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Earth from space / Image by ConceptCafe (Depositphotos)

Let your vision be world embracing

Let your vision be world embracing

Commentary by Pete Haug

“All politics is local” was made famous by Tip O’Neal. Yet, local political decisions often affect surrounding communities. Collective community activities affect regions, and so forth.

For example, legalization of marijuana in Washington has boosted economies in Washington’s border cities. Marijuana is legal in Washington but not in Idaho. These contiguous states have open borders. Was either state’s decision about pot truly local? Similar examples exist, nationwide and internationally.

Suppose I don’t like Canadians. They’re still my neighbors. That’s not going to change. I live amicably with them. North America hasn’t experienced the internecine warfare devastating other continents over millennia, the history of so-called “civilization.” With few exceptions, politics extends far beyond “local.”

Social, economic and, more recently, environmental examples abound. Most comprehensive is the Earth we share. Only in recent decades have we been aware of that blue marble — Earth photographed from space — our commons, tragically being plundered.

Intelligent tinkering

Visionaries have had inklings of this for decades. In 1949 Aldo Leopold described a land ethic with these words: “To keep every cog and wheel is the first precaution of intelligent tinkering.” From that context, Leopold expanded the concept to an Earth ethic: “I have purposely presented the land ethic as a product of social evolution because nothing so important as an ethic is ever ‘written’… It evolves in the minds of a thinking community.” That thinking community recently began associating land ethics with social justice.

Enter the ecosystem

Ecosystem” first appeared in print 87 years ago: “organisms and the physical environment with which they interact.” Depending on scale, ecosystems are within us, or we are part of them, from biome and habitat to microecosystems, all described at different scales, many interconnected internally and externally. Upon this network of naturally occurring and evolving ecosystems, man, in recent millennia, has superimposed socioeconomic “ecosystems,” which share many characteristics of natural systems.

“Primitive” societies learned, by trial and error, to “tinker” intelligently, work within the natural constraints of the ecosystems they occupied. Others tinkered unintelligently, depleting their commons and moving on.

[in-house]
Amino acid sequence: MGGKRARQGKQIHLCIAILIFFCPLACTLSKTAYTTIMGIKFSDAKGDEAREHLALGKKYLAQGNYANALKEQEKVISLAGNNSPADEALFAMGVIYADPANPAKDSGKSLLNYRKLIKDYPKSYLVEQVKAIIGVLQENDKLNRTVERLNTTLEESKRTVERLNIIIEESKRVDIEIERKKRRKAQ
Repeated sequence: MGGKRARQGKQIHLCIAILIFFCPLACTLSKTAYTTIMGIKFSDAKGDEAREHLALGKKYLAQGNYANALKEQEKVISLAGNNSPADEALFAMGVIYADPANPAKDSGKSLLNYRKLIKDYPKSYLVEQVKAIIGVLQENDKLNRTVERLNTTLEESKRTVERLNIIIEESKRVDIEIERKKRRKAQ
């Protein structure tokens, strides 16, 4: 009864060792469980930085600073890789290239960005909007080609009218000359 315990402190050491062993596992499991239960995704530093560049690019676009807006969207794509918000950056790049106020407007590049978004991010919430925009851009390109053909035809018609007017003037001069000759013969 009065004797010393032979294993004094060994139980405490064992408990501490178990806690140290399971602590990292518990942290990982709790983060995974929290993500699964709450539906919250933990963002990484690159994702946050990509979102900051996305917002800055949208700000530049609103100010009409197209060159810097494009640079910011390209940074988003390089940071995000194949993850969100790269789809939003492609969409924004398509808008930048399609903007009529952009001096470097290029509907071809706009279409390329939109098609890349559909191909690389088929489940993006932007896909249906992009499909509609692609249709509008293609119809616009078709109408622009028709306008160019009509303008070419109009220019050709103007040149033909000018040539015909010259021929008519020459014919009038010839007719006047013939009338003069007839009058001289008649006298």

Scholars have speculated that societal collapse has been due to natural catastrophes, war, pestilence, famine, economic collapsepopulation decline and mass migration.

Which will we choose?

A modern collapse has potential to be global. Ecosystems over the face of the earth have deteriorated since before the Industrial Revolution. Band-Aids have been applied, but overarching unintelligent tinkering has produced a climate crisis far beyond the reach of any single nation or small group of nations. How we decide collectively what to do about it will determine the futures of our children, grandchildren and generations beyond.

We need a unified, collective consciousness of what’s happening and what options we have. Efforts by the Intergovernmental Panel on Climate Change and other UN entities, as well as many governments, are a good start, but even with overwhelming scientific consensus, we lack the collective political will. In this case, politics is not local.

This goal is challenging in a polarized world, but alternatives are worse. North America, with relatively open societies and a free press, might lead other countries, but its own polarization precludes easy success.

We need first to look inward, individually and collectively, to recognize and, for a greater good, shed our own political prejudices. This problem transcends partisanship. It requires willing cooperation, shedding preconceptions, and consulting, as scientists do, to solve wicked problems. Shedding personal biases and agreeing on factual information, we can explore the best science available to choose a direction that links land ethics — global ethics — to social justice.

A moral foundation for ecosystem ethics

Recognizing that ecosystems serve people far beyond system boundaries, we need a moral foundation for nurturing natural resources, one that supports not only those creating that foundation, but also others affected by it.

Readers may find the following quotations, written in the 19th century by Baha’u’llah, both prescient and practical. They provide underpinnings for a foundation based in justice and moderation.

The civilization so often vaunted by the learned exponents of arts and sciences, will, if allowed to overleap the bounds of moderation, bring great evil upon men … If carried to excess, civilization will prove as prolific a source of evil as it has been of goodness when kept within the restraints of moderation …”

“…Ye walk on My earth complacent and self-satisfied, heedless that My earth is weary of you and everything within it shunneth you …”

Every man of discernment, while walking upon the earth, feeleth indeed abashed, inasmuch as he is fully aware that the thing which is the source of his prosperity, his wealth, his might, his exaltation, his advancement and power is, as ordained by God, the very earth which is trodden beneath the feet of all men.”

In other words, “Let your vision be world-embracing, rather than confined to your own self.”

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